Bang for the Buck
A graphic print design inspired by Roy Lichtenstein with a modern take. A tongue and cheek visual statement on the idiom "Bang for the Buck" gives it a whole new synonymous meaning. Traditionally the phrase means to get a good deal or great value for the money you pay.
The visual of the girl holding a gun can be translated as a street culture connotaion where "bang" means to gang bang, also the act of having sex for money.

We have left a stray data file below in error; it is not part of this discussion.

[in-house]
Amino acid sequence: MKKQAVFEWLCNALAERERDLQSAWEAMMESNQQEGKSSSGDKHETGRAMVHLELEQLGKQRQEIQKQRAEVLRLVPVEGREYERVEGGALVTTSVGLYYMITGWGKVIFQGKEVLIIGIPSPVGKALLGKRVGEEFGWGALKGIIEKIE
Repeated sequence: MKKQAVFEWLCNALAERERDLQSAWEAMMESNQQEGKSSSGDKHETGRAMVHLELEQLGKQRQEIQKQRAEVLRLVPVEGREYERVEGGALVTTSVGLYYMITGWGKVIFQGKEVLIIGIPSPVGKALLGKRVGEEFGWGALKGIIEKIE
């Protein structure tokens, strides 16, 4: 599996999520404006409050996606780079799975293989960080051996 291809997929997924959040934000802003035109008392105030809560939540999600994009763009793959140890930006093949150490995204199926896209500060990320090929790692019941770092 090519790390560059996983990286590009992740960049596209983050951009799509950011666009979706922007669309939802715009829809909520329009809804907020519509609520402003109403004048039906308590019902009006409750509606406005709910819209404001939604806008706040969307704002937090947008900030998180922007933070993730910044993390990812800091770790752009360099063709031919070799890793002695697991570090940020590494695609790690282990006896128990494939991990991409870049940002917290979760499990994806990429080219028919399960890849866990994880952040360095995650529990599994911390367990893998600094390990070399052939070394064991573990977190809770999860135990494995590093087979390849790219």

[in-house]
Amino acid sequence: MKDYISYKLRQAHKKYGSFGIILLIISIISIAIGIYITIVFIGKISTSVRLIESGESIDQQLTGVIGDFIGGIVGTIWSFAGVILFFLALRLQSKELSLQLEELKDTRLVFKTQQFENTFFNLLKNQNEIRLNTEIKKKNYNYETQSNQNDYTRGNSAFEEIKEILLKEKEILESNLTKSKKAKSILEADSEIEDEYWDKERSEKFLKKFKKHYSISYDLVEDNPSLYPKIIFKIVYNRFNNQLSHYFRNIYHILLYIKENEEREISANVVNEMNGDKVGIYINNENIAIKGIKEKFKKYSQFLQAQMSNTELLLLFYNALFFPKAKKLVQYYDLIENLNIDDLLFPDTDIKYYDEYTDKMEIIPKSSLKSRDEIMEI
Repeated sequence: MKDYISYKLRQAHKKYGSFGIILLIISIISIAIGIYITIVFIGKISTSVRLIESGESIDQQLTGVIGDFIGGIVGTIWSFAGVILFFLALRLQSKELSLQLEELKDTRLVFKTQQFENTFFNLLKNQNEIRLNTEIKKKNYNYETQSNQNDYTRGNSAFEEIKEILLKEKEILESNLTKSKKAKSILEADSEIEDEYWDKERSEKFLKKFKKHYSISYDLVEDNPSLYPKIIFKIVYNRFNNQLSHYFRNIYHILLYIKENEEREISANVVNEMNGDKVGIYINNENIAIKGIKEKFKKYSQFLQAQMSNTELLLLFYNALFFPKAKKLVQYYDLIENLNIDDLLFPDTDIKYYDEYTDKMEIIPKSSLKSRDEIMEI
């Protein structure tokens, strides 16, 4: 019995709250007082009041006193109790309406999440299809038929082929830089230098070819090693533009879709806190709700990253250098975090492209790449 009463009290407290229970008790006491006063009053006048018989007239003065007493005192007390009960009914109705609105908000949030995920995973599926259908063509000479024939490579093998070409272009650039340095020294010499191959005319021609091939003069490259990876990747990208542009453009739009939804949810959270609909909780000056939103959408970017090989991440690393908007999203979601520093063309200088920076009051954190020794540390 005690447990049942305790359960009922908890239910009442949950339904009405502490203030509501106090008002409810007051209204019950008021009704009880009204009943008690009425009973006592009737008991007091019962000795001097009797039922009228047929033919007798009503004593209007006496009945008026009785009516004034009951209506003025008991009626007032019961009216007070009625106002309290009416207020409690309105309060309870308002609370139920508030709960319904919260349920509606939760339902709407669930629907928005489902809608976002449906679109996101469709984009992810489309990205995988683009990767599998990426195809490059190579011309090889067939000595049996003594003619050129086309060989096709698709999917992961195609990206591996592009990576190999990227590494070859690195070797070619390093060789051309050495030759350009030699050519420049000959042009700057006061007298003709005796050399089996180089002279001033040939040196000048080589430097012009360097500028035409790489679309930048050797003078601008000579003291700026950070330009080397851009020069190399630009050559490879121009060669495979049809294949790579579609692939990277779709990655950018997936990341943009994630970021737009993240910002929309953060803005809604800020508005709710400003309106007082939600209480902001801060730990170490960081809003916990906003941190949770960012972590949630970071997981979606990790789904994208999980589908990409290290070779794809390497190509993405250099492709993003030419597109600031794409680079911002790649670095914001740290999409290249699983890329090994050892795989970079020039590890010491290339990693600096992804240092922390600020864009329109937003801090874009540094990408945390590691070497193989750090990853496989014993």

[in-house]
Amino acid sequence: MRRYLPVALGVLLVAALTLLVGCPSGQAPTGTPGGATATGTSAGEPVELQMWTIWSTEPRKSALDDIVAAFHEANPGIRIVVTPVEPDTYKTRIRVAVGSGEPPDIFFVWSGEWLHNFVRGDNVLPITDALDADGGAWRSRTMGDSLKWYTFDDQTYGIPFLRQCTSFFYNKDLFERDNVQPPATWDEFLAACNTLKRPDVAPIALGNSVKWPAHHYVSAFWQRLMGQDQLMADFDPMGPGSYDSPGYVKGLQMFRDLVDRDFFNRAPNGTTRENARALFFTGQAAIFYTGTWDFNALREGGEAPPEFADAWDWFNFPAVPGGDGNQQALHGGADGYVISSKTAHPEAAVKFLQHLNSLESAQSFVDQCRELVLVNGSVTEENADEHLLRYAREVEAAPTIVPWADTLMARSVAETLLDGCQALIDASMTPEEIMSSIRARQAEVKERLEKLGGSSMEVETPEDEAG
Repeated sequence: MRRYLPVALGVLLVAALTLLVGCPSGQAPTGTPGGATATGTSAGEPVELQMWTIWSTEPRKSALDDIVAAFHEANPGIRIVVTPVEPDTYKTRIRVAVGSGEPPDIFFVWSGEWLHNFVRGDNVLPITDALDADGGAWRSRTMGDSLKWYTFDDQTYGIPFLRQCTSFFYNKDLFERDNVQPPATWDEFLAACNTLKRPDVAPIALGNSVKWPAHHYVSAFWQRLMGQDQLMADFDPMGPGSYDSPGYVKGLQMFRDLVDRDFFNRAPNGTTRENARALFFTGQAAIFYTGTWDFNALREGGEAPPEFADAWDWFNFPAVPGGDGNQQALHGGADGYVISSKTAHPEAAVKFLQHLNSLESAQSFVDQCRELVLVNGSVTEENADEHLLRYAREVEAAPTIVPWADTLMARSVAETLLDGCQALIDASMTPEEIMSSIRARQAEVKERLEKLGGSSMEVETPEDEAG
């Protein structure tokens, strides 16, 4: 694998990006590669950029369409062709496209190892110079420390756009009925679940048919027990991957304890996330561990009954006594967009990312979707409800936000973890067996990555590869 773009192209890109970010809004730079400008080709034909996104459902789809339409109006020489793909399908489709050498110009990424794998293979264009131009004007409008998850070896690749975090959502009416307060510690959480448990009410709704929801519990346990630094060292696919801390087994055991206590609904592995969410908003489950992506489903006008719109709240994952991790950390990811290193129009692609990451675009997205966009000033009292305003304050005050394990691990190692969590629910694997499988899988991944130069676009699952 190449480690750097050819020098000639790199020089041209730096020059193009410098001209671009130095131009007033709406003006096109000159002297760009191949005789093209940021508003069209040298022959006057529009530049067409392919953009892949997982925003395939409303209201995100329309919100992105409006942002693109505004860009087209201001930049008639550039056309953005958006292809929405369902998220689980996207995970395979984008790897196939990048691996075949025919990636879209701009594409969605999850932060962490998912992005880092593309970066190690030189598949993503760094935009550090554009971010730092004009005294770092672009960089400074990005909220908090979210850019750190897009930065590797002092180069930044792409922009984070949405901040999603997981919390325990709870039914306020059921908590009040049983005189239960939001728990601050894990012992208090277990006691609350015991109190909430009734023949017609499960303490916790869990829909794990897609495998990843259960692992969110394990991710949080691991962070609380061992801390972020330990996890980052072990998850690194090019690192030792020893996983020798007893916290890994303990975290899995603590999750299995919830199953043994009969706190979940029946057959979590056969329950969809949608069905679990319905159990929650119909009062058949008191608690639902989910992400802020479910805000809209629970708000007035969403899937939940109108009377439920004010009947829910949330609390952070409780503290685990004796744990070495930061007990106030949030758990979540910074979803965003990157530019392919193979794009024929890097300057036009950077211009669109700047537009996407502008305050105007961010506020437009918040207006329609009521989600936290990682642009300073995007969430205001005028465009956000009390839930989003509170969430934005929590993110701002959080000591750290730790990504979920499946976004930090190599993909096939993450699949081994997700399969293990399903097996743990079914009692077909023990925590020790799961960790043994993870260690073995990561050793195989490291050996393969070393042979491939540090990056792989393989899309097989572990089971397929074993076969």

Bang for the buck is an idiom meaning the worth of one's money or exertion. The phrase originated from the slang usage of the words "bang" which means "excitement" and "buck" which means "money". Variations of the term include "bang for your buck," "bang for one's buck," "more bang for the buck," "bigger bang for the buck," and mixings of these. "More bang for the buck" was preceded by "more bounce to the ounce", an advertising slogan used in 1950 to market the carbonated soft drink Pepsi. The phrase "bigger bang for the buck" was notably used by U.S. President Dwight D. Eisenhower's Secretary of Defense, Charles Erwin Wilson, in 1954. He used it to describe the New Look policy of depending on nuclear weapons, rather than a large regular army, to keep the Soviet Union in check. Today, the phrase is used to mean a greater worth for the money used. !4$ is sometimes used as a shorthand version.